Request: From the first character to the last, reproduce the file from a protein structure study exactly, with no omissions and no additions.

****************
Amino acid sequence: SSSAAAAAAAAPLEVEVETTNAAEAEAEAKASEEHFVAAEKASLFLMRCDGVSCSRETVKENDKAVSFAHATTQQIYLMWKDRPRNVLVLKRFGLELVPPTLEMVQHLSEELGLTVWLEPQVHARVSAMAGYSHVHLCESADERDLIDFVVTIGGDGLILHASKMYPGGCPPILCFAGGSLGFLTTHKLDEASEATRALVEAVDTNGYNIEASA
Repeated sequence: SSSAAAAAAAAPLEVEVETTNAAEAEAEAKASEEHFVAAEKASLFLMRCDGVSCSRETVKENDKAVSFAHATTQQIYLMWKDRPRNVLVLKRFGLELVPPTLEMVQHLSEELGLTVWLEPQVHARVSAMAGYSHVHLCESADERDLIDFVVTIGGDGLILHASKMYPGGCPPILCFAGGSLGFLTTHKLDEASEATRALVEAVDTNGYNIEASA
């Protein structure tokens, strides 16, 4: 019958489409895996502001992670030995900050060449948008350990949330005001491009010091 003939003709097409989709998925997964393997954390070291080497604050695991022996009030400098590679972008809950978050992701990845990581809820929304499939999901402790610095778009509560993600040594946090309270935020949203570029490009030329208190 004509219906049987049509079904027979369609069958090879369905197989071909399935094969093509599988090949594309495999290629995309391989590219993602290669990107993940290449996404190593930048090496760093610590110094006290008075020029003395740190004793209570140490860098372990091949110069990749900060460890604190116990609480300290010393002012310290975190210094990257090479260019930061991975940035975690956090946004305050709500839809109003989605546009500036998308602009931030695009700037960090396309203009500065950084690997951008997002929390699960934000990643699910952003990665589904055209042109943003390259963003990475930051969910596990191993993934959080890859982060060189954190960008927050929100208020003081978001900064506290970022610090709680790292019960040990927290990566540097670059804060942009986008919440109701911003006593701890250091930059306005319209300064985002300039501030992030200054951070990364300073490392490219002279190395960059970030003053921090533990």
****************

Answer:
Amino acid sequence: SSSAAAAAAAAPLEVEVETTNAAEAEAEAKASEEHFVAAEKASLFLMRCDGVSCSRETVKENDKAVSFAHATTQQIYLMWKDRPRNVLVLKRFGLELVPPTLEMVQHLSEELGLTVWLEPQVHARVSAMAGYSHVHLCESADERDLIDFVVTIGGDGLILHASKMYPGGCPPILCFAGGSLGFLTTHKLDEASEATRALVEAVDTNGYNIEASA
Repeated sequence: SSSAAAAAAAAPLEVEVETTNAAEAEAEAKASEEHFVAAEKASLFLMRCDGVSCSRETVKENDKAVSFAHATTQQIYLMWKDRPRNVLVLKRFGLELVPPTLEMVQHLSEELGLTVWLEPQVHARVSAMAGYSHVHLCESADERDLIDFVVTIGGDGLILHASKMYPGGCPPILCFAGGSLGFLTTHKLDEASEATRALVEAVDTNGYNIEASA
């Protein structure tokens, strides 16, 4: 019958489409895996502001992670030995900050060449948008350990949330005001491009010091 003939003709097409989709998925997964393997954390070291080497604050695991022996009030400098590679972008809950978050992701990845990581809820929304499939999901402790610095778009509560993600040594946090309270935020949203570029490009030329208190 004509219906049987049509079904027979369609069958090879369905197989071909399935094969093509599988090949594309495999290629995309391989590219993602290669990107993940290449996404190593930048090496760093610590110094006290008075020029003395740190004793209570140490860098372990091949110069990749900060460890604190116990609480300290010393002012310290975190210094990257090479260019930061991975940035975690956090946004305050709500839809109003989605546009500036998308602009931030695009700037960090396309203009500065950084690997951008997002929390699960934000990643699910952003990665589904055209042109943003390259963003990475930051969910596990191993993934959080890859982060060189954190960008927050929100208020003081978001900064506290970022610090709680790292019960040990927290990566540097670059804060942009986008919440109701911003006593701890250091930059306005319209300064985002300039501030992030200054951070990364300073490392490219002279190395960059970030003053921090533990």